Heavenly Bodies Review
Heavenly Bodies is one of those small, delightful gems of a game that remind me of the powers of the indie marketplace. 2pt Interactive’s physics-based puzzle game is focused, gorgeous and often infuriating. However, using a clear theme and setting to add depth and complexity to what, on the surface, look like simple challenges, Heavenly Bodies reimagines what, and how, a puzzle game can be played.
Heavenly Bodies follows either one or a pair of cosmonauts having to complete a series of tasks in space. The first and most obvious sign that you are in for a good time with Heavenly Bodies is within its art and sound design. This gentle, minimalist art design paired alongside an abstract score and cold war UI aesthetic is clean and immediately sets a clear and succinct theming for each of the games various challenges.
What’s startling about the challenges of Heavenly Bodies, which can be adjusted depending on your own personal needs/desires, is that it doesn’t necessarily come from the puzzles themselves. At the beginning of each of the levels, you are handed a guidebook which, by and large, tells you what you need to do, with the exact instructions to complete each puzzle, presented as what I imagine an Ikea instruction manual in the 70s would have looked like. These directions are clean, succinct and easy to understand. There are other optional challenges scattered throughout each level to busy the mind of the more abstract thinker, but having the core goal spelled out so clearly allows for the true challenge of Heavenly Bodies to stand, or float, on its own two feet.
As one would imagine from a game set in space, our Heavenly Bodies float around each level within a gravity-free vacuum. The player has control over the arms, legs and hands of the cosmonaut in a micro-movement mechanics set akin to QWOP or Manual Samuel. But whereas those games lose a lot of their charm past the first 10 minutes of attempts, hanging their hats on the novelty of movement alone, Heavenly Bodies does such a great job of making the micro-mechanics make sense within its world so that said novelty never wears off, in part due to having the aforementioned instructions there for reference at all times.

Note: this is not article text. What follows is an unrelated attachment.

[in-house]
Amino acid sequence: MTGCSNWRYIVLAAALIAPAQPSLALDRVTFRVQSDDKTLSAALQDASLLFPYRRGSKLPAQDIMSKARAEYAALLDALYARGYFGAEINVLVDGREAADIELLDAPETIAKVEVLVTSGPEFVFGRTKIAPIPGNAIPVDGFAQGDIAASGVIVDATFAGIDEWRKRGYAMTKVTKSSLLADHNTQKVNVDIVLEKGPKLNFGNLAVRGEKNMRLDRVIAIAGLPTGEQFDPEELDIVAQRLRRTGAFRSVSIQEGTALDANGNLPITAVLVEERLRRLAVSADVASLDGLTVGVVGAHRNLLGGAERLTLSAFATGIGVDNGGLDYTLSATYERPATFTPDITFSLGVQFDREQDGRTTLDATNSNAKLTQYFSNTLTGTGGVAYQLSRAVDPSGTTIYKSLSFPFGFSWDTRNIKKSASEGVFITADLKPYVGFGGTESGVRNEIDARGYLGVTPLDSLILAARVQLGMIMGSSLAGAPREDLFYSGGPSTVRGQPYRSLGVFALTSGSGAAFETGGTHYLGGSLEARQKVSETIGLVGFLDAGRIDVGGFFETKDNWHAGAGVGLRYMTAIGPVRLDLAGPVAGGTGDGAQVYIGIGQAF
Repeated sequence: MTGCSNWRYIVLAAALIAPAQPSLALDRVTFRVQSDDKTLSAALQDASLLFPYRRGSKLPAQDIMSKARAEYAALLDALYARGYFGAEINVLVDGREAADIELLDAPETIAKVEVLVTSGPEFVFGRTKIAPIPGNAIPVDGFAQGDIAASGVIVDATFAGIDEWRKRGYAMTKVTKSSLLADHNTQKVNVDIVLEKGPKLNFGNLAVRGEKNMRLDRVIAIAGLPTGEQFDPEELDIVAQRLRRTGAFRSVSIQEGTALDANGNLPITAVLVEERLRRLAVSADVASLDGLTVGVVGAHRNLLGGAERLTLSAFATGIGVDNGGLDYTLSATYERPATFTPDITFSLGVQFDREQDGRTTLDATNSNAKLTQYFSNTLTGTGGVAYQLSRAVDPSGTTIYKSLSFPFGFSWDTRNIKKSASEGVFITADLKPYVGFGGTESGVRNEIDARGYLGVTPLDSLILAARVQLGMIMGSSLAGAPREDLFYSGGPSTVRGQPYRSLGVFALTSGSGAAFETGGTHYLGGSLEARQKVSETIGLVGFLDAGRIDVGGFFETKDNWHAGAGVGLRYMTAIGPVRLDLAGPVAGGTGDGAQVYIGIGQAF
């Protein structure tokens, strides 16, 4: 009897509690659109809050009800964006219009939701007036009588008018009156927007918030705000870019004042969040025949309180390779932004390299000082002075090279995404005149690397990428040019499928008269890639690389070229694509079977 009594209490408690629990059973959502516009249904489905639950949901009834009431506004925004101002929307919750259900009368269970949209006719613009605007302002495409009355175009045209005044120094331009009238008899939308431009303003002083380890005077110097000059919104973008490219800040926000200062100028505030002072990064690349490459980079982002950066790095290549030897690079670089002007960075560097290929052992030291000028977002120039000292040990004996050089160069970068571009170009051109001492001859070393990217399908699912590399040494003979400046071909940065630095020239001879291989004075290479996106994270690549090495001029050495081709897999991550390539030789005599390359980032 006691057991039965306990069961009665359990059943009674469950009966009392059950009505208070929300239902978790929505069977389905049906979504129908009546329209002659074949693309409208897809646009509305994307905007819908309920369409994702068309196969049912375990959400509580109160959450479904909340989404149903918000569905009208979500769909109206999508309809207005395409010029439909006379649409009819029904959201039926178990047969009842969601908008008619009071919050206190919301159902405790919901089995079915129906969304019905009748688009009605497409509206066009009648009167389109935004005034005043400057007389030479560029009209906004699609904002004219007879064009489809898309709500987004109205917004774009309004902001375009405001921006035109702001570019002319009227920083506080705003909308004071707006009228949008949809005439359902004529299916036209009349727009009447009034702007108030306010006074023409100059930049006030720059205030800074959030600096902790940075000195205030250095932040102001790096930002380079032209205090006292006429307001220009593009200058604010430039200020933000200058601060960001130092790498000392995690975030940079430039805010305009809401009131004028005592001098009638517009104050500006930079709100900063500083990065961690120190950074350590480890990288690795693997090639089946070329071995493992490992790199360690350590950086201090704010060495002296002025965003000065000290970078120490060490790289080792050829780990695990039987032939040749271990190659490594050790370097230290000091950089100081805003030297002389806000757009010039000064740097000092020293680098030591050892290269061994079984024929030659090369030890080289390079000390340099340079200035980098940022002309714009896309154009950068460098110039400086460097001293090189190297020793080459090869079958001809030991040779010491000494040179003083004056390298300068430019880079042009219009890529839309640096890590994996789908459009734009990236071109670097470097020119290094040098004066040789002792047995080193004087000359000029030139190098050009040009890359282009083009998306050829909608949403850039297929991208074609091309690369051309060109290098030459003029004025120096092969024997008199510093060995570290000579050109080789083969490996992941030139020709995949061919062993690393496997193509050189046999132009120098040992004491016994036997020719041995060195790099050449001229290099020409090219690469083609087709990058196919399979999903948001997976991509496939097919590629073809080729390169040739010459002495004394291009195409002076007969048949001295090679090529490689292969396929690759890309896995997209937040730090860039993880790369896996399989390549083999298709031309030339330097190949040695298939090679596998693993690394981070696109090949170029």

Like a shooting star
Instead of trying to figure out what obscure MacGuffin you need to manipulate to complete the goal, you know exactly what you need to do. Discovering how you do that is the challenge, and there are many ways to tackle each goal. Instead of fixing a door with a spanner, maybe you could use your inertia to give you enough kinetic energy to jimmy the door with a crowbar? Discovery within a set of clear parameters simultaneously freed me to explore the many avenues of success without ever allowing me to drift too far from the mission. Except when I accidentally ejected myself from the spaceport. I drifted a lot then. Once again, the game has you covered. Stray physically too far from objective and the game will warp you back to your last checkpoint, full in the knowledge of what that lever does now.
Overall, Heavenly Bodies is a triumphant puzzle game. Its setting and premise are novel and excellently executed. The games succinct 5-7 playtime allows the game to not overstay its welcome and the excellent theming gives sensibility to what would otherwise be wholly nonsensical mechanics. Heavenly Bodies is a welcome addition to an already vibrant indie puzzle scene.